- Opposition and independent newspapers have returned to the stands for the first time since they were forced off a month ago when new violence erupted after government forces bombed rebel positions in breach of a nearly two-year-old ceasefire. Radicalised pro-government media have dominated in Côte d'Ivoire for several weeks.
On 4 November - the same day that Ivorian armed forces launched an offensive against the northern rebels - a wave of exceptional violence was unleashed against press freedom in the government-controlled parts of Côte d'Ivoire, notably Abidjan.
Pro-government militias ransacked a large number of opposition newspapers, gagging part of the press, sabotaged FM broadcasts by 'Radio France Internationale' (RFI), 'BBC' and' Africa N°1' and ousted the Director-General of 'Radiotélévision Ivoirienne' (RTI) for a pro-government figure.
The state-owned media that enjoy a virtual monopoly in the economic capital, Abidjan, then turned themselves into propagandists for President Laurent Gbagbo's ruling party and its radical youth organisation the "Young Patriots". These media thus called for an anti-French uprising, putting out doom-laden and extremist news.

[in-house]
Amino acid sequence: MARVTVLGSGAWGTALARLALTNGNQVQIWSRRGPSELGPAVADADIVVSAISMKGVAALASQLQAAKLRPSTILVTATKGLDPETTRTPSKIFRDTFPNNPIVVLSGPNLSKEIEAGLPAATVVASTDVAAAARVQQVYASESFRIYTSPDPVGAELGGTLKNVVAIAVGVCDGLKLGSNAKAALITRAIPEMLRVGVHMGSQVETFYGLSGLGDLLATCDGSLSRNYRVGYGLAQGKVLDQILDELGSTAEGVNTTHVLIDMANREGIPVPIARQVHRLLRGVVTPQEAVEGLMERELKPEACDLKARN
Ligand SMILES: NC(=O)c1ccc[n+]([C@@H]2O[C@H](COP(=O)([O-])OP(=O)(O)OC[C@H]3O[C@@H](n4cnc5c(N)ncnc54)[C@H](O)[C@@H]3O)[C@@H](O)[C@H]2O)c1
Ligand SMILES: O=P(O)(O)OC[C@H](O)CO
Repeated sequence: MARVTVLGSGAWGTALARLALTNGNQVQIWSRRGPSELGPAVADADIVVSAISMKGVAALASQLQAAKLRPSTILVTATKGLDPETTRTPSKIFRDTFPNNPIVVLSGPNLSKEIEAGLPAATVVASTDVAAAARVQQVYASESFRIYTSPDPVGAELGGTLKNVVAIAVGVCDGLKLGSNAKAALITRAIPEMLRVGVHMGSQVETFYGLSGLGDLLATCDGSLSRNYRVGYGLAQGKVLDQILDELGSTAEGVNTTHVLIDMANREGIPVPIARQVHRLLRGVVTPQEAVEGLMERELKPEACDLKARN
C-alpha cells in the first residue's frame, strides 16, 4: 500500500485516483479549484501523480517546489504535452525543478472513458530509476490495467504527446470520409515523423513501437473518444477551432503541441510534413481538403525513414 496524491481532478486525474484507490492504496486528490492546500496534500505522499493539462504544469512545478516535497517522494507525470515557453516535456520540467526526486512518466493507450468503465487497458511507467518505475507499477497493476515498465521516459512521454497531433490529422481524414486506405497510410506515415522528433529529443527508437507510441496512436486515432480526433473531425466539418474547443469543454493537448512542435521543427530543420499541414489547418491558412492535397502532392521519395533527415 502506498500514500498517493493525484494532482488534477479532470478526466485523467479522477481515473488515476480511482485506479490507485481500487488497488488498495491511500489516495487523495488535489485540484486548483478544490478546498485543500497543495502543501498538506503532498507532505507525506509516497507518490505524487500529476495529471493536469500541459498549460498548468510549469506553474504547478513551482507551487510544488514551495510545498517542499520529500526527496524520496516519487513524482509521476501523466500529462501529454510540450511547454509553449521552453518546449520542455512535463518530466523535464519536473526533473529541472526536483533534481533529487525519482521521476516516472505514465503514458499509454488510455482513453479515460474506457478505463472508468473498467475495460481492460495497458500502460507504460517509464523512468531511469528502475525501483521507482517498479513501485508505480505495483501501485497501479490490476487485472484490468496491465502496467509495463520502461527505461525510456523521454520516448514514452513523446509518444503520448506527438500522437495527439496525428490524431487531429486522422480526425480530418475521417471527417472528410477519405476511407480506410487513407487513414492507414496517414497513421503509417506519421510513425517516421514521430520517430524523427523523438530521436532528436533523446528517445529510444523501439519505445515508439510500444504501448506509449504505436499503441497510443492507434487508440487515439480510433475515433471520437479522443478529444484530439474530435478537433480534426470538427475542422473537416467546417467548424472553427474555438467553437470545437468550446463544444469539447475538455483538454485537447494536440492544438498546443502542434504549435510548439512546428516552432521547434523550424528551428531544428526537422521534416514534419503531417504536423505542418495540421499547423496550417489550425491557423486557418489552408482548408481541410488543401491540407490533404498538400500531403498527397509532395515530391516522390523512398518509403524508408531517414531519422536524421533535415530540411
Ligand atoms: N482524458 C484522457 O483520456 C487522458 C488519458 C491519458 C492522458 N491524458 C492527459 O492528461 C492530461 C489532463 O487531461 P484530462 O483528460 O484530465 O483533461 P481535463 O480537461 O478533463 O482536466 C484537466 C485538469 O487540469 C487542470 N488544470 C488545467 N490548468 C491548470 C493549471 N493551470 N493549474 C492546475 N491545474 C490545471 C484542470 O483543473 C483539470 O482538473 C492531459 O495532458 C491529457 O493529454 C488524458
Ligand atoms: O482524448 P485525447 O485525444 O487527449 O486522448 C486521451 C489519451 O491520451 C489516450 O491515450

The opposition and independent press had since that been silenced, with journalists being forced to live in hiding. Two joint publications by the entire opposition press were printed, but the private distributor Edi Presse refused to distribute the papers, citing "constant threats to destroy your dailies and to ransack offices."
After substantial pressure from the UN, including a threat to launch investigations into a possible preparation of genocide, President Gbagbo on 24 November suddenly gave the order to stop "hate journalism" in pro-government media. FM broadcasts of 'RFI' and 'BBC' returned to Abidjan and there was a noticeable change of tone on state-owned airwaves, which broadcast regular messages aimed at restoring calm.
Not before now, however, have opposition newspapers been able to return to the newsstands, distributed by Edi Presse. Normality has therefore been partly re-established in the media landscape of Côte d'Ivoire.
The return of independent and opposition media to the stands in Abidjan today was strongly welcomed by the UN mission in the country (UNOCI), calling it "a further sign of improvement in Côte d'Ivoire."
Welcoming their return, UNOCI also noted that South African President Thabo Mbeki was due to arrive in Côte d'Ivoire today as part of an international effort to bring the peace process back on track.
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